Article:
So, I was looking for some online Python
tutorials when I came across edX
Introduction to Computer Science and Programming. I've heard about massive open online courses
("free university") before, and I've certainly visited MIT's OpenCourseWare
site frequentyly, but edX (what is it with adding X to everything these days?) seemed far more interesting than a self-study site, and 6.00x course just happened to be starting, so I registered for it to learn the Python language.
One thing lead to another, now I'm addicted to watching online lectures, and I've tried out courses in all three of the big MOOC players: Coursera
, edX, and Udacity
The difference between MOOC and other free learning resources is that they're operated like a real school. The courses run on a schedule and there are graded assignments. If you join the course too late you can't catch up, so it's best to wait until the next offering. At the end of the course you receive a PDF certificate if you reach the passing grade.
Even though they're free right now, but I imagine in the future it would cost some money to get a certificate, or perhaps a small monthly fee. In fact, as I type this I suddenly remember paying a $4.95 monthly fee for ZDnet
University years ago. It was such a great idea back then, but eventually everything fell apart because the courses rarely got updated and they weren't structured like a real school, there was no wide support outside of ZD themselves, and the Internet was way too slow back then. I actually found a link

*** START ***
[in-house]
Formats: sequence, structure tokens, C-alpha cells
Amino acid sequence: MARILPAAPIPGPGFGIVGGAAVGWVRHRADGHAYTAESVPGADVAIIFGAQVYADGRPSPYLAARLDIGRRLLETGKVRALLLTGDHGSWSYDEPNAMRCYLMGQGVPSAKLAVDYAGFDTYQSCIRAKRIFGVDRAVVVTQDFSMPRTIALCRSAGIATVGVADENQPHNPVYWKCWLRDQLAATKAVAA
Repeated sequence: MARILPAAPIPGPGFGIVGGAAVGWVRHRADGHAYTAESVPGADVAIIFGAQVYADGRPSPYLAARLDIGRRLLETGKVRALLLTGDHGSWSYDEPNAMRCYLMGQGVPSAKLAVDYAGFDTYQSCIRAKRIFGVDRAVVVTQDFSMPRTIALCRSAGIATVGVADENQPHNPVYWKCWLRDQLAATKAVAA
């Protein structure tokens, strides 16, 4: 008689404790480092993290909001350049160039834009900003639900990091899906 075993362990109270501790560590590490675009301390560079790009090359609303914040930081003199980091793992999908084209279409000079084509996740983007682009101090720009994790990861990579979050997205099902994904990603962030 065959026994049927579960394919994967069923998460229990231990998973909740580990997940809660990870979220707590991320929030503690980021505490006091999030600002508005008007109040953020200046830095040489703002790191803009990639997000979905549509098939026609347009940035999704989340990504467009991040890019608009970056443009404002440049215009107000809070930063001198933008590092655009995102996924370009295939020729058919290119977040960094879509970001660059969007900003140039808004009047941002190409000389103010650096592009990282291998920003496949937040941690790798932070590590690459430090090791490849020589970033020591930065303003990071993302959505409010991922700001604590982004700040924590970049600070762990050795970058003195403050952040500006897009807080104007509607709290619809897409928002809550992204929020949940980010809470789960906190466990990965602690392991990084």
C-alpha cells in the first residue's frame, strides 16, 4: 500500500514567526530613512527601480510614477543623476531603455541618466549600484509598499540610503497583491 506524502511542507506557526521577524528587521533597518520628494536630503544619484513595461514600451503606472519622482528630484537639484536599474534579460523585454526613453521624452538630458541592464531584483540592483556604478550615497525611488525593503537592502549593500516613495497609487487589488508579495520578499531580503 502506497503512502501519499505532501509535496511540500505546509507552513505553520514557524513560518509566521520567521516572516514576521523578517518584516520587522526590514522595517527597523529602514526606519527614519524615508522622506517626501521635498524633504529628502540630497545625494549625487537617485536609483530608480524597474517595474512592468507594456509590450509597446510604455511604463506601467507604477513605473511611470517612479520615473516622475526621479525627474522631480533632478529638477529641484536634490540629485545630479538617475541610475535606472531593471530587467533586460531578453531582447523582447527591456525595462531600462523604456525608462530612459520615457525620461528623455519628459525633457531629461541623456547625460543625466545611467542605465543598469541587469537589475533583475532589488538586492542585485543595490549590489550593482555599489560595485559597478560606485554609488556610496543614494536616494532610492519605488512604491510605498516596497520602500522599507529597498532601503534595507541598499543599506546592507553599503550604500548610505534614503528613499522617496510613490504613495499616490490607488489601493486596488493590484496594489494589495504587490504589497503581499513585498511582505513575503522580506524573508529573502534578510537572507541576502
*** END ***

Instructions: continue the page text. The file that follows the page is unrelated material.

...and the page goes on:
that talks about ZDU. Good old days...
Anyway, Coursera is probably the most famous and with lots of partipating universities and hundreds of courses ranging from programming to biology to music appreciation. edX is owned by Harvard, MIT, and UC Berkeley and seems to be more technical and scientific. Udacity came out of Stanford and seems to have most "industry support" from technical leaders like Google or Intel and generally focuses on technical courses.
I really like Coursera's course offerings. I'm a technical person, but because IT is so much business now, I've been reading about the business aspects of IT, and I've been trying to hire someone into my team who didn't get started as a programmer. Coursera has everything I need. Unfortunately, Coursera's video player simply sucks. If I get any network hiccups and the video lecture pauses, attempting to resume the video just causes it to restart from the beginning. The video also plays in a pop-up window. If I accidentally click outside the pop-up window, the window closes, and if I click on the video again, it restarts too. This is quite unfortunate because all the videos I watched in Coursera appear to be really professionally made. They do offer a link to download the videos, but there are embedded quizzes inside the videos, and I believe I have to skip to the embedded quizzes to answer them even if I watch the videos offline. The web interface is really nicely made too, but apprently each course is free to do what they want with the organization, making things a bit confusing if you're taking more than one course.
(Edit: Also, because Coursera's courses are from so many different universities, each has its own stance on issuing certificates or credentials. I looked a bit and most don't seem to offer any credentials and seem to look at Coursera as an experiment to draw perspective students into their own paid online courses.)